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Advances in Intergroup Communication

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Edited By Howard Giles and Anne Maass

Advances in Intergroup Communication is a timely contribution to the field. It reflects developments in older, more established intergroup settings (e.g., gender, sexual orientation, organizations) whilst introducing newer studies such as the military and political parties. It also pays attention to emerging trends in new media and social networks and considers the developing field of neuroscience of communication.
The volume brings together authors from different geographical areas (North America, Europe, and Australia) and from different disciplines (particularly communication, linguistics, and psychology). Contributions are organized around five themes, corresponding to the five sections of the book: defining features and constraints; tools of intergroup communication; social groups in their context; intergroup communication in organizations; and future directions.
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Chapter Five: News Media and Intergroup Contexts

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← 66 | 67 →CHAPTER FIVE

News Media and Intergroup Contexts

CRAIG O. STEWART

News represents an important site for intergroup communication—for many people, particularly where face-to-face intergroup contact is low, local or national news is a source of information, and often of negative stereotypes, about out-group members (van Dijk, 1987). News media can also represent a site for mediated intergroup contact for its viewers, which can have the potential for either positive or negative effects on intergroup attitudes (Harwood, 2010). Two local news events, both of which became national news, illustrate these potential influences. In 2007, in Virginia Beach, Virginia, an undocumented immigrant from Mexico, Alfredo Ramos, killed two White teenage girls in a drunk driving incident. News about this tragedy focused not on Ramos’ drunkenness, nor on drunk driving as the primary cause. Rather, the news focused on his identity as an “illegal immigrant,” and on immigration as the primary cause. Local news emphasized Ramos’s outgroup status, while national news outlets such as Fox used this story, arguably, as a way to attack immigrants and pro-immigration policies. News media constructed Ramos as a synecdoche for illegal immigrants, and illegal immigrants as a synecdoche for Latinos. News of this sort clearly has the potential to negatively affect Whites’ attitudes toward Latinos, especially in a city where direct intergroup contact is low, and consequently harm intergroup relations between these groups (Stewart, Pitts, & Osborne, 2011).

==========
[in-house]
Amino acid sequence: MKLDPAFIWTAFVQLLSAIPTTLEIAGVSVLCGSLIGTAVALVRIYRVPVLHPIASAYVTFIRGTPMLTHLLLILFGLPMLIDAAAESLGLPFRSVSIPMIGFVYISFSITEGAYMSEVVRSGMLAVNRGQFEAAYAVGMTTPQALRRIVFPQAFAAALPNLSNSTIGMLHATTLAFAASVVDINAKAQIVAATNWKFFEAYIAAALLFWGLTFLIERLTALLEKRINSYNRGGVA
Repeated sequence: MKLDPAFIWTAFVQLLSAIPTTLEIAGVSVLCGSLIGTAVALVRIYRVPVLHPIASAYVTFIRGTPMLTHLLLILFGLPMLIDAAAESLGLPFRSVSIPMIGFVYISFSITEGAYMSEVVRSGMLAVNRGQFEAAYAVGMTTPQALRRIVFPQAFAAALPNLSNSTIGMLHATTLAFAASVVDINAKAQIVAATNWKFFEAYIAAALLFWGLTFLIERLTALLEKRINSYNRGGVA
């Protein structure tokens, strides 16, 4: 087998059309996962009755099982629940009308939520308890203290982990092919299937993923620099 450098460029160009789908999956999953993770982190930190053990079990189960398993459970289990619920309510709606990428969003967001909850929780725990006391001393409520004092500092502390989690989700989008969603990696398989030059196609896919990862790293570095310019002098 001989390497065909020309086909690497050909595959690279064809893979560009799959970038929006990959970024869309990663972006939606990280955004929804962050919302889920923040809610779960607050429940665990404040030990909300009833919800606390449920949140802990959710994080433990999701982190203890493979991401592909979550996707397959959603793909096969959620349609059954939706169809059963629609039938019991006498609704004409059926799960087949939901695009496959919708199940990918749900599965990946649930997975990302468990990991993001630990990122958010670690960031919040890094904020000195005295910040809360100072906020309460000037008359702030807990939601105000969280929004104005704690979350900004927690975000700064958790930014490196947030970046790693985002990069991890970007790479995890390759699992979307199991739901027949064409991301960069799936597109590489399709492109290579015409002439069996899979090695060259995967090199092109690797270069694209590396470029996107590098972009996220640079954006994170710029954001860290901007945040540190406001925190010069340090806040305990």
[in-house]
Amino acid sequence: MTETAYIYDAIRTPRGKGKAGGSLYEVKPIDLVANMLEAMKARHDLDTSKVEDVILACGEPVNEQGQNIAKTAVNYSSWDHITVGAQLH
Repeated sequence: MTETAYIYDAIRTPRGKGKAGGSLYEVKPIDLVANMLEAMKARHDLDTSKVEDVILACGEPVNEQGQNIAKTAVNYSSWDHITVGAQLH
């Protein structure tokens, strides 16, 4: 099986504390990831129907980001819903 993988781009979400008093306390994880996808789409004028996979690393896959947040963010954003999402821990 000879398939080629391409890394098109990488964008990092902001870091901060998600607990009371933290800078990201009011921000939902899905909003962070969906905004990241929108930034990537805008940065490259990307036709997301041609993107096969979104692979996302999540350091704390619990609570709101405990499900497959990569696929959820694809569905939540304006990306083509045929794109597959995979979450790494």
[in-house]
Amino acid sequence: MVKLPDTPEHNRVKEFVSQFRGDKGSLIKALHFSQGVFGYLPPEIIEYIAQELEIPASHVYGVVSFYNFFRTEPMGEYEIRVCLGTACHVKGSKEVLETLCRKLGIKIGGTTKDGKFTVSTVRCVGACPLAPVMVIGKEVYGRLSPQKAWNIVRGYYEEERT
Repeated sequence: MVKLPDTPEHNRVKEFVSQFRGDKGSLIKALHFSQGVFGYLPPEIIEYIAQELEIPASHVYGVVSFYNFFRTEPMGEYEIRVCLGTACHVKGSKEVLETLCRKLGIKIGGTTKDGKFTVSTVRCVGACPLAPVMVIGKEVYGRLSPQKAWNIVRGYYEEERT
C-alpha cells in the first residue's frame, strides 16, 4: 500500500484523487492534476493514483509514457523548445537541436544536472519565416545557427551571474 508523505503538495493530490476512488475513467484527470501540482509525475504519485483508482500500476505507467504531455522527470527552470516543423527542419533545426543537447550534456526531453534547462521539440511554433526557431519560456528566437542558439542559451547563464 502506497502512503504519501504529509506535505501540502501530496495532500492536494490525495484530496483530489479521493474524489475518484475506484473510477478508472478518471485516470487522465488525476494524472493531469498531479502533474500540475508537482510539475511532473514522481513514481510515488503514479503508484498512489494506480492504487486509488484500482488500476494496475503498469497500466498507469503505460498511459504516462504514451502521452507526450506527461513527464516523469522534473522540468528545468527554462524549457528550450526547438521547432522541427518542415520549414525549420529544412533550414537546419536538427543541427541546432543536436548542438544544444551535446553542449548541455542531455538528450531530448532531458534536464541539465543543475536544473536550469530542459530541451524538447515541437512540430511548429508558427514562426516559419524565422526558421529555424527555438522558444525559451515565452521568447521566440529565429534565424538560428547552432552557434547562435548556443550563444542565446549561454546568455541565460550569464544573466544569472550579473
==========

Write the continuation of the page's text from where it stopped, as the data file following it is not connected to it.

Conversely, it became a local, national, and international...

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